I would like to ask if Mr X suffering from depression? As a therapist it would be unethical for me to treat a patient who suffers depression. In this instance I would suggest to Mr X as politely and as tactfully as possible that he seek help or advice from his account GP before seeking any further assistance from me. This is obviously assuming that as an ethical and professional therapist I have taken a medical history and have asked for information regarding any medication Mr X is taking and also any additional or alternative treatment he is receiving and have taken it all into. As a novice therapist I am not allowed to treat a client who is suffering from depression and I would try to refer Mr X to a more experienced professional.
Except me those words don't fit with the quote I chose. I chose this quote because I can't seem to wrap my finger on why Vonnegut is putting up this wall, as if death, war, and all the tragedies can just be brushed off your shoulder like nothing.
In Fahrenheit 451, Bradbury emphasizes a world in which books are of little importance and forbidden. Firemen like Montag, burn books without knowing the reasoning behind it. In Bradbury's novel, education's emphasis on technology leads to a culture where people understand how things are done but never bother to wonder why things are done. Such an education discourages people from developing their creative abilities, and as the narrative points out several times, those who cannot build destroy. The result is a society where fanatical, destructive behavior, such as the firemen's book-burning, flourishes.
This relates to reputation by how Elizabeth is telling John that he shouldn't care what people think about him about his decisions. In the connection with the theme reputation Danforth is taking to John on page 140 and 141. Danforth: Proctor, you mistake me. I am not empowered to trade your life for a lie. You have most certainly seen some person with the Devil.
After reading One Flew Over the Cuckoos Nest, it is impossible for one to hold the same meanings for the words sane, insane, health, and sick. It is obvious that extreme caution should be taken before labeling a person as one of these things too quickly. What is seen from the outside is certainly not always reality. In the novel, most of the sane persons could easily be called the opposite, and vice versa. Moral of the story: Dont judge a book by its
Secondly, I will cover the plot in the story. Lastly, I will describe my opinion of the book. No one ever would want to go through betrayal. To begin with , the science in this book is a society not allowing third children. Population Police control and kill third children.
When reading a work, the “common” reader has already made the decision to not “collaborate” with the author’s ideas, and chooses not to leave their “mark” on the work as they overlook the opportunity to perform a deeper analysis of the main ideas. Due to the “common” reader’s inability to conceptualize the deeper meanings of certain ideas, he or she is therefore unable to comprehend all of the concepts the author intended to convey to readers. The “common” reader reads Percy’s essay "The Loss of the Creature" and extracts only the main ideas of the work, as they miss out on a “deeper” understanding of the concepts given by Percy. The “common” reader would most likely read each paragraph as a boring collection of meaningless statements, as they put strong emphasis on noting the simple ideas of a topic, instead of analyzing the main ideas and making comprehension of these concepts the main priority. Percy introduces an example that effectively allows different types of readers to be immediately distinguished based on how they choose to perceive certain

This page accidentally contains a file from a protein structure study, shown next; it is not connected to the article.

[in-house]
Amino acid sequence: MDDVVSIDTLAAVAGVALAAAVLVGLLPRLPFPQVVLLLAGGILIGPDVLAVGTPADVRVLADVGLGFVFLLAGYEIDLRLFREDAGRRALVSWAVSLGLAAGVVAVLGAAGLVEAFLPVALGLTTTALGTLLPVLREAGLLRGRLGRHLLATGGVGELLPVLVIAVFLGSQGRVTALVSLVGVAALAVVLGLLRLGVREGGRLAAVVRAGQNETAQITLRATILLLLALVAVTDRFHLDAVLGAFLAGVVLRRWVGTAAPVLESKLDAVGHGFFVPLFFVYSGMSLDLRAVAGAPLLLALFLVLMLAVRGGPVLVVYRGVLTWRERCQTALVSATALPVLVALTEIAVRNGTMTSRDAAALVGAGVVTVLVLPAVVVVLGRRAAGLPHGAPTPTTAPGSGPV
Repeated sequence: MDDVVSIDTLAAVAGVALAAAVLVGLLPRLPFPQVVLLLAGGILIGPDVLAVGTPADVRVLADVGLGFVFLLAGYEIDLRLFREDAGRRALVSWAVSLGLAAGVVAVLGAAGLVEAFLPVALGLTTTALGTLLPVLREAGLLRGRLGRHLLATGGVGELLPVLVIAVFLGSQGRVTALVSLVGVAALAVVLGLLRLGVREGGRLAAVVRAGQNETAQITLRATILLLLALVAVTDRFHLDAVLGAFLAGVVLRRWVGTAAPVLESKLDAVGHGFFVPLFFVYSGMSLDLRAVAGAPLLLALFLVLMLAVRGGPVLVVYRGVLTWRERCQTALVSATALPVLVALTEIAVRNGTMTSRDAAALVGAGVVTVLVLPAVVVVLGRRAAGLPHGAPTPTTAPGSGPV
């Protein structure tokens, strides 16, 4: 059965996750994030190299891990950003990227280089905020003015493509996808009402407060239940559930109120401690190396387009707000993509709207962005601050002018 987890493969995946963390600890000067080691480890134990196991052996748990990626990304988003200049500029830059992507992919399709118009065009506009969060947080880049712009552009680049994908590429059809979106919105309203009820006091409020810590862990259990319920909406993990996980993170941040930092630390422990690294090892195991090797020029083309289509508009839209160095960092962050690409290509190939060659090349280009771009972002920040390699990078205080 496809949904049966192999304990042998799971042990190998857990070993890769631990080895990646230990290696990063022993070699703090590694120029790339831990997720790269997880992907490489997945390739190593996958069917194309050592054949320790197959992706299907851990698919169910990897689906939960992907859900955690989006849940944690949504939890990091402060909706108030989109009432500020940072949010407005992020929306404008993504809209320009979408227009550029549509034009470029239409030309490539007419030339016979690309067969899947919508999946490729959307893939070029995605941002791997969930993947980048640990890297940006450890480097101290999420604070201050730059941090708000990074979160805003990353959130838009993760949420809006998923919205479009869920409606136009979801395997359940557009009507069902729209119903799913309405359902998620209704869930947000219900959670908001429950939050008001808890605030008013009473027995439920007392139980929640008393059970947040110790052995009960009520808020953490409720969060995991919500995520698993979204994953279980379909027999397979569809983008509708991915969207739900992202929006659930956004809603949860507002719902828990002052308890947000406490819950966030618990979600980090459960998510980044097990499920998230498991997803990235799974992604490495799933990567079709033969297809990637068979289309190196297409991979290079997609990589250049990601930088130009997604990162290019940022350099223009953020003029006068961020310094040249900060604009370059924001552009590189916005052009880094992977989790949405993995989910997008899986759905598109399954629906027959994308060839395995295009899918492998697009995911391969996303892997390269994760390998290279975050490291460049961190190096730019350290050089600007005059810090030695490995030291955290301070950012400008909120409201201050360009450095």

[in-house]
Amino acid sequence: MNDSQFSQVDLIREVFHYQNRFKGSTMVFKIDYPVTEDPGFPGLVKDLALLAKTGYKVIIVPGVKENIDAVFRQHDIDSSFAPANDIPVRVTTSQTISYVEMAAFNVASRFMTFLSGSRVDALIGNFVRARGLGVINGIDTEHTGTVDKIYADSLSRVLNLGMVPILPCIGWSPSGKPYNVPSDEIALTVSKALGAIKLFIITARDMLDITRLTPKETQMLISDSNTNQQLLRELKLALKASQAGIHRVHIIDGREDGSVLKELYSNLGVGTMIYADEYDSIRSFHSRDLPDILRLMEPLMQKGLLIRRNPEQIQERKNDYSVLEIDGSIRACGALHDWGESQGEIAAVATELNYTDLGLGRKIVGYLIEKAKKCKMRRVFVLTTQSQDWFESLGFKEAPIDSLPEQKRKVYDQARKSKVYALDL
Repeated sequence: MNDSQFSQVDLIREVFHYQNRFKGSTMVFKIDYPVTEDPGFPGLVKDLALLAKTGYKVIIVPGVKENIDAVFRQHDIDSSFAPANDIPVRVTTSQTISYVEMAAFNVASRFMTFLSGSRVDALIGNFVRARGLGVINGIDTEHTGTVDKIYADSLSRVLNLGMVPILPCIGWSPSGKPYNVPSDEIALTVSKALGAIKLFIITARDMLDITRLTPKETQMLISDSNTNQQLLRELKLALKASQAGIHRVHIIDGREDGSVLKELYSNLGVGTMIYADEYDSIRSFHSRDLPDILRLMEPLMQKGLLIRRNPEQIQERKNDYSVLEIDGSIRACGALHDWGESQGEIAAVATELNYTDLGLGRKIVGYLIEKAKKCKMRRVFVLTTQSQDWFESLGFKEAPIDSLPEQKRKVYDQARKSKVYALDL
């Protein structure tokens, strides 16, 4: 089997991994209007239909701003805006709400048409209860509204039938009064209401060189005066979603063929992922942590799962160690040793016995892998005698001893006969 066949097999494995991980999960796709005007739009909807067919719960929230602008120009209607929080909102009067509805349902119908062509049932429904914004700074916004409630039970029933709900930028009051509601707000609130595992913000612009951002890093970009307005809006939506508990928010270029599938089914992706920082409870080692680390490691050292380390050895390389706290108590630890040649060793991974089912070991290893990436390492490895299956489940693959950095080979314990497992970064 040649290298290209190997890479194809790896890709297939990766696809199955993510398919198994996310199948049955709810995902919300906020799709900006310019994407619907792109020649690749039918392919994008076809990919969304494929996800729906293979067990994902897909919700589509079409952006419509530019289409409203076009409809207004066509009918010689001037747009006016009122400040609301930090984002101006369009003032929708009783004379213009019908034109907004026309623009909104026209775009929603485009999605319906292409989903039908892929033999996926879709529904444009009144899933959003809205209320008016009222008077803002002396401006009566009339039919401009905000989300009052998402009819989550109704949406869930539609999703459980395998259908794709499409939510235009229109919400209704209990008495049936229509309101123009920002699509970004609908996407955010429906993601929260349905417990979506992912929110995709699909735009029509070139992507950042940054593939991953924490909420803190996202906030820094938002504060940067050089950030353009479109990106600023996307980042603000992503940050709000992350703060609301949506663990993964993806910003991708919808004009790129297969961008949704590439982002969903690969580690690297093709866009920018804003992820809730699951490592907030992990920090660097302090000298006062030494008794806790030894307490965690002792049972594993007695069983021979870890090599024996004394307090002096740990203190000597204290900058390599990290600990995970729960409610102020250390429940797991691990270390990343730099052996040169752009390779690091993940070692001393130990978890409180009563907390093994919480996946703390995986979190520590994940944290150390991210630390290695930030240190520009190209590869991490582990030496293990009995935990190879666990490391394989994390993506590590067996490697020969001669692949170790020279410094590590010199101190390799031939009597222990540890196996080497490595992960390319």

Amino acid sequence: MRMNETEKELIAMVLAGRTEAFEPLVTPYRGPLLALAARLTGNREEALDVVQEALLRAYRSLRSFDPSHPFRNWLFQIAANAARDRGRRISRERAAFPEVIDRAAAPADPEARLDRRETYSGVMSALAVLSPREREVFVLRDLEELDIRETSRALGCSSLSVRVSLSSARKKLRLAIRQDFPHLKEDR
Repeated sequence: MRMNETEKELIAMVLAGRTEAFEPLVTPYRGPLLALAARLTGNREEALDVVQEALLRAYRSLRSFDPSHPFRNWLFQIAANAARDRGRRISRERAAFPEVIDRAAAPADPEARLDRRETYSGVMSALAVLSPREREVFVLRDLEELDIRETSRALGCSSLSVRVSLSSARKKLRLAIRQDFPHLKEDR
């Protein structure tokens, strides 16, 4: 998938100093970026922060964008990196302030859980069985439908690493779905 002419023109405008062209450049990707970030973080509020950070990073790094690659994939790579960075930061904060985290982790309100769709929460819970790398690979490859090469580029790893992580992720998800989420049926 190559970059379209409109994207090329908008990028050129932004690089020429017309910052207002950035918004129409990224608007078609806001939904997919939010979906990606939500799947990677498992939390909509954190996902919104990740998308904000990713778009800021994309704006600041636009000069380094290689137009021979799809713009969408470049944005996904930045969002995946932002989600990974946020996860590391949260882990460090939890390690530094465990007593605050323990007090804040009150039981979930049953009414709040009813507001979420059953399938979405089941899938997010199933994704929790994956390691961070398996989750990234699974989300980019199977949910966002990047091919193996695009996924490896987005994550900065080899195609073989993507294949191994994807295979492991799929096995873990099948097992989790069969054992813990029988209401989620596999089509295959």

Simply just avoid the statue. The same goes with books. If you don’t like a book, such as The Adventures of Huckleberry Finn because of the strong racial view against African Americans, then don’t read the book. In this essay the writer explores the ideas of what I just stated in the above paragraph and it makes total sense. The
O'Brien leaves out the conclusion to the tale about Mary Anne, instead letting her characters pass into the state of myth. Rather than allowing us to know what becomes of someone who undergoes a violent loss of innocence, we are left wondering how war affects a person, and to what ends of time that person will continue to feel its effect. The one piece of "knowledge" that Mary Anne's story teaches us is that once innocence is lost, it can never be
K. V. ENG 101 3/31/14 To Ban or Not to Ban In Dennis Baron’s, Don’t make English Official- Ban it Instead he is insisting that instead of making English the official language of the United States, we should just get rid of it altogether. In his small article he manages to whip up six small arguments to convince the readers of his ludicrous proposal. Rather than actually convincing the readers, his points are unclear, sometimes confusing and unsatisfying. In the end he doesn’t actually set up a solution for his readers, and leaves them with the whole “so what was the point,” feeling. Through his poor perspectives and unfocused essay, I am far from convinced that English should not be the official language but banned.